Freud and Heidegger on the "origins" of sexuality
While Freud and Heidegger were antipathetic towards one another's ideas, a number of commentators have argued that the Freud–Heidegger relation is actually quite complementary. This paper contributes to this position by engaging with the relationship through the mediation of their respective views on the "origins' of sexuality; a topic that is implicit to Freudian psychoanalytic theory and which is often taken to be absent from Heidegger's, with the consequence that it has been ignored when bringing them into conversation. Having shown that in the 1928 lecture course The Metaphysical Foundations of Logic, Heidegger does in fact address the question of sexuality in relation to the neutrality of Dasein outlined in the previous year's Being and Time, I (1) bring Freud and Heidegger into conversation on the question of the "origins" of sexuality to suggest that there is a strong affinity between the two on this issue, insofar as both (2) argue against any form of sexual essentialism by depending upon a processual (rather than substantial) ontology and affirming an originary sexual indeterminateness, which in the case of Freud takes the form of an initial bisexuality and in the case of Heidegger an ontological sexual neutrality, before (3) concluding that, while Freud's initial bisexuality forecloses sexuality within a binary framework, Heidegger's notion of an ontological sexual neutrality does not, and so goes furthest in laying the ground for a rethinking of sexuality in non-essentialist, non-binary terms.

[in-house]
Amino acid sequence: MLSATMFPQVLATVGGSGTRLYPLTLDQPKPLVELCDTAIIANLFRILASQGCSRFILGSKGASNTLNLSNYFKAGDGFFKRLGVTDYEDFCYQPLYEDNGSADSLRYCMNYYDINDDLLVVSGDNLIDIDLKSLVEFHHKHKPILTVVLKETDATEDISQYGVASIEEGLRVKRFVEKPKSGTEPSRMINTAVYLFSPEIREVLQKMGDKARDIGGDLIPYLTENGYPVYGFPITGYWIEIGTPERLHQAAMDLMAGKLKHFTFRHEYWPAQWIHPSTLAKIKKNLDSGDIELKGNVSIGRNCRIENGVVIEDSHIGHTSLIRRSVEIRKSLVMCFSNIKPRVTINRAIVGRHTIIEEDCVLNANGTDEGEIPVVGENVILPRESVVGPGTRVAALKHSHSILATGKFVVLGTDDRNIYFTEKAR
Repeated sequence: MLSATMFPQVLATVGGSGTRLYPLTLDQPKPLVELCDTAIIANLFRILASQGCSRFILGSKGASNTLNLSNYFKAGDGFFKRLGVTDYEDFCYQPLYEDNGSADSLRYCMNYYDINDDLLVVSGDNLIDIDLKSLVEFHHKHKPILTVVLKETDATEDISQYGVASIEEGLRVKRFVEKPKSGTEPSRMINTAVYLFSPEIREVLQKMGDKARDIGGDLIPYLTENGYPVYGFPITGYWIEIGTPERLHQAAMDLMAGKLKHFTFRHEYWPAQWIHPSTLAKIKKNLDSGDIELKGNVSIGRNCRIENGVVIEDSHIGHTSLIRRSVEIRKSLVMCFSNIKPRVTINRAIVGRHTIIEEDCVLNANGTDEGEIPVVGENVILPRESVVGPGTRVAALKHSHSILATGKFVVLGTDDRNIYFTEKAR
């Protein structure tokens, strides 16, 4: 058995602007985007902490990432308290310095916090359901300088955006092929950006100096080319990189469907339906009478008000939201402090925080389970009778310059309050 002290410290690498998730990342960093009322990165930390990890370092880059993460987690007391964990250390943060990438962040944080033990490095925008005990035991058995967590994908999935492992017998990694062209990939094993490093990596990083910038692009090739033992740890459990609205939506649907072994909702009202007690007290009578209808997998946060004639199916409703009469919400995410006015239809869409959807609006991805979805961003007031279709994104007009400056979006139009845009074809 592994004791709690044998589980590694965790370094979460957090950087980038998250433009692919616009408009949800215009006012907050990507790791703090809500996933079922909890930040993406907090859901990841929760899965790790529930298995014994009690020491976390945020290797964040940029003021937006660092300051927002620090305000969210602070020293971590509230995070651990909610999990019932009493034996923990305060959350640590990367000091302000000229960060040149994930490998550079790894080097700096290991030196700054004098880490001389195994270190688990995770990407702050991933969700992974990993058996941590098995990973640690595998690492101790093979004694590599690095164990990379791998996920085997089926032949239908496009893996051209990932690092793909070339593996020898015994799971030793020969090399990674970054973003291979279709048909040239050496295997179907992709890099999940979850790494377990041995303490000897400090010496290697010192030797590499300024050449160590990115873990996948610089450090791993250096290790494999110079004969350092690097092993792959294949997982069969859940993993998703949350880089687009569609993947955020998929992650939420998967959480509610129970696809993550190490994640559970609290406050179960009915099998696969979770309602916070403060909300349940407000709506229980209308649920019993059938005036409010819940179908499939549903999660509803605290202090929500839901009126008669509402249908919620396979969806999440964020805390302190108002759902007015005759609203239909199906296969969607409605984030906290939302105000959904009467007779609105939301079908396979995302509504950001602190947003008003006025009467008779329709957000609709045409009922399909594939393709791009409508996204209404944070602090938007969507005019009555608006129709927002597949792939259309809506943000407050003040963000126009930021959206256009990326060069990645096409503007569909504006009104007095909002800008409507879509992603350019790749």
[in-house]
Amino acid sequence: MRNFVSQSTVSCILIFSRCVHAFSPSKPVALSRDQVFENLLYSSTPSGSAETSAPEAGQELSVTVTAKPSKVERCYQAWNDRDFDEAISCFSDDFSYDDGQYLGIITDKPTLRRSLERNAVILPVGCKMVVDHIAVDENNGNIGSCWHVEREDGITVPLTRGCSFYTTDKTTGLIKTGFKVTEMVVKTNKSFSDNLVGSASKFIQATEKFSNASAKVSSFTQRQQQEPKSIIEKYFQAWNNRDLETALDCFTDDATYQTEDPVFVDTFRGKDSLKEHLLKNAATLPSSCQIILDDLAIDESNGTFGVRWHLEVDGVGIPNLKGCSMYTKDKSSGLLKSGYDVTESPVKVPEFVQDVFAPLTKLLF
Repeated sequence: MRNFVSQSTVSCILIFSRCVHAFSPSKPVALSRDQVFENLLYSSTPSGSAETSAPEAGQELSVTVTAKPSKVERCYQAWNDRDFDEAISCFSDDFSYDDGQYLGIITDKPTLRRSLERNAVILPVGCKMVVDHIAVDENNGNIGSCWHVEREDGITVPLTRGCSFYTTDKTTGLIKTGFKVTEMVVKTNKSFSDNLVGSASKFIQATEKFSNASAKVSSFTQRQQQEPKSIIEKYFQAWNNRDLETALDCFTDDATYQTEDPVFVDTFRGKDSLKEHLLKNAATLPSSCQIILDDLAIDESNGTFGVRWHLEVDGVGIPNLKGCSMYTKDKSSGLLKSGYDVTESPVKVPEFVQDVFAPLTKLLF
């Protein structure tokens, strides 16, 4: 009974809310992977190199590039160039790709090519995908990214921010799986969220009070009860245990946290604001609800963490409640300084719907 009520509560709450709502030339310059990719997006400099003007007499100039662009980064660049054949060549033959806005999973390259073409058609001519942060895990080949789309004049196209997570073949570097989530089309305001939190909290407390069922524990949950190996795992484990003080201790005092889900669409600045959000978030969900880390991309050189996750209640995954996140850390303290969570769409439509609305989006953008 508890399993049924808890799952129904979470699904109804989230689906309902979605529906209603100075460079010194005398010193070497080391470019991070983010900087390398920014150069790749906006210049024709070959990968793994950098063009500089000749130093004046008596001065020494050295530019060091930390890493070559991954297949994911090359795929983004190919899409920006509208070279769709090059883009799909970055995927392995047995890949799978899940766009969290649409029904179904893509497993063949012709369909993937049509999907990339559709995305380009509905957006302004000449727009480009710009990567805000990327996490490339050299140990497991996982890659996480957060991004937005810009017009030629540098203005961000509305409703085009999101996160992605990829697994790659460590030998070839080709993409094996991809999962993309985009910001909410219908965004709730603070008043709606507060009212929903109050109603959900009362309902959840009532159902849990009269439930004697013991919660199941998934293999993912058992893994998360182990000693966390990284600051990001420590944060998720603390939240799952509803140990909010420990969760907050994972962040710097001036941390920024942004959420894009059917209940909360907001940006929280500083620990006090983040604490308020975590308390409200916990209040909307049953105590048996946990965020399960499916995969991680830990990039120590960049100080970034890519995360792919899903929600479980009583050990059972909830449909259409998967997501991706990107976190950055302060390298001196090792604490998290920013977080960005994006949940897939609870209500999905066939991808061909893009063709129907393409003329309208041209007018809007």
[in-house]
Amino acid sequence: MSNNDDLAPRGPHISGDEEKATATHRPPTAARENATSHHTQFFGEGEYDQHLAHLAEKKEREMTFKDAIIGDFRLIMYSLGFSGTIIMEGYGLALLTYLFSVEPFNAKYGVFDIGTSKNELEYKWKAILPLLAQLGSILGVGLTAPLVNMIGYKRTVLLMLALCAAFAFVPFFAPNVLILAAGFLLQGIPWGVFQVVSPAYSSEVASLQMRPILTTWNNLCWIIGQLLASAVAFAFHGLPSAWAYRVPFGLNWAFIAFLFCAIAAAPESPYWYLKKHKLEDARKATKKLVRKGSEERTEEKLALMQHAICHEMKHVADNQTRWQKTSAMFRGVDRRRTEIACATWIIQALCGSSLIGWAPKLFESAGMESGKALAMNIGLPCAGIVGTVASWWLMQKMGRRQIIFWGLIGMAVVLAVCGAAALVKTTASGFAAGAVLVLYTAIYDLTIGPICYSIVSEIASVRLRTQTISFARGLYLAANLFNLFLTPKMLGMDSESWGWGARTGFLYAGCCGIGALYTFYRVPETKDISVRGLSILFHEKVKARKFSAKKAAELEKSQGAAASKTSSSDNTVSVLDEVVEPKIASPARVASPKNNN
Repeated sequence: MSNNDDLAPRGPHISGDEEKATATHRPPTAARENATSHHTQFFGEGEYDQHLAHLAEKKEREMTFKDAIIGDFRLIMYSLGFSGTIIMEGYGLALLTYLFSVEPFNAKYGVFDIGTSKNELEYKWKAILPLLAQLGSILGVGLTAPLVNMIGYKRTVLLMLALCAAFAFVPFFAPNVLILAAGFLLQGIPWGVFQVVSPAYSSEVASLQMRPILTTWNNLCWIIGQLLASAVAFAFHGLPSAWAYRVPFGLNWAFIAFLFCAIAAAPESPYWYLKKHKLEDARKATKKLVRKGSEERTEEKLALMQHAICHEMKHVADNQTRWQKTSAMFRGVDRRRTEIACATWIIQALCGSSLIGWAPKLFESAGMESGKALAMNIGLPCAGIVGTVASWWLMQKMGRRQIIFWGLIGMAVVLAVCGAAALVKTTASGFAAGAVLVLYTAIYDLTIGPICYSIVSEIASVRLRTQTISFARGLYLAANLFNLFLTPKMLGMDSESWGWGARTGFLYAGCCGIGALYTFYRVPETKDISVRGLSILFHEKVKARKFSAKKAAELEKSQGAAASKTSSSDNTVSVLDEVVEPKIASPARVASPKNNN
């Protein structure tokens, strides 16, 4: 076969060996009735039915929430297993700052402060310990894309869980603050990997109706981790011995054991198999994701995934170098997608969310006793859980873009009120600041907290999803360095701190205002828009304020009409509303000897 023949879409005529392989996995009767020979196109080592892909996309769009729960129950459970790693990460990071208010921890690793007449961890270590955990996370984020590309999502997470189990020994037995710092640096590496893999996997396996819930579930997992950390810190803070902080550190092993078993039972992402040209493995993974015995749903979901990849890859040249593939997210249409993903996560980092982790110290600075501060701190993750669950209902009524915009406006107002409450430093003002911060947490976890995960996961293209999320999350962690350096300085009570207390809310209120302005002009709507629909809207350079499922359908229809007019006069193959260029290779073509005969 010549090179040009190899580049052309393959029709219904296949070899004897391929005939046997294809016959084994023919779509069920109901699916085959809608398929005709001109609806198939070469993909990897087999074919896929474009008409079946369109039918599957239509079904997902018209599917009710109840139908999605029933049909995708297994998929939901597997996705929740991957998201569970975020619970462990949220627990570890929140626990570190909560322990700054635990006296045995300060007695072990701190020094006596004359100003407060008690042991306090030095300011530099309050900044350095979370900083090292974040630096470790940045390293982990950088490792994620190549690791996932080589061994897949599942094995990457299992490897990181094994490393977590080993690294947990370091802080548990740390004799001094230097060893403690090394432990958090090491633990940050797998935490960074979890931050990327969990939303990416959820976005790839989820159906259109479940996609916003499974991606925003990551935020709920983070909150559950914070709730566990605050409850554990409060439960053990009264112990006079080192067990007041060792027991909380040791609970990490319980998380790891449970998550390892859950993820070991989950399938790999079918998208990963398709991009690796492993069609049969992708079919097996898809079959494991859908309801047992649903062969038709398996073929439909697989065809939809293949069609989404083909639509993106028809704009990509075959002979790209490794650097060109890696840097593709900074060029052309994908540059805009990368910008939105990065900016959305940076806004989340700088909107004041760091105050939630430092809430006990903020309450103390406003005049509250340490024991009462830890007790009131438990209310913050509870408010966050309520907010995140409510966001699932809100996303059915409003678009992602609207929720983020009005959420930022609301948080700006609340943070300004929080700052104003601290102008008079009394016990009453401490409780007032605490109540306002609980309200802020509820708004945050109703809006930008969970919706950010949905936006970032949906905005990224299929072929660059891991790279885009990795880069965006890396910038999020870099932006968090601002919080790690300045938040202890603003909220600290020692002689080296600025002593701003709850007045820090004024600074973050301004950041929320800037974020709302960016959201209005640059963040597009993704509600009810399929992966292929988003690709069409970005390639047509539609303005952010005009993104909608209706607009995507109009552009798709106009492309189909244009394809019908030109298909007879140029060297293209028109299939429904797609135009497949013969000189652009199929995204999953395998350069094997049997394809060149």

Rae, G. (2019). Freud and Heidegger on the "origins" of sexuality. Human Studies 42 (4), pp. 543-563.
This document is unfortunately not available for download at the moment.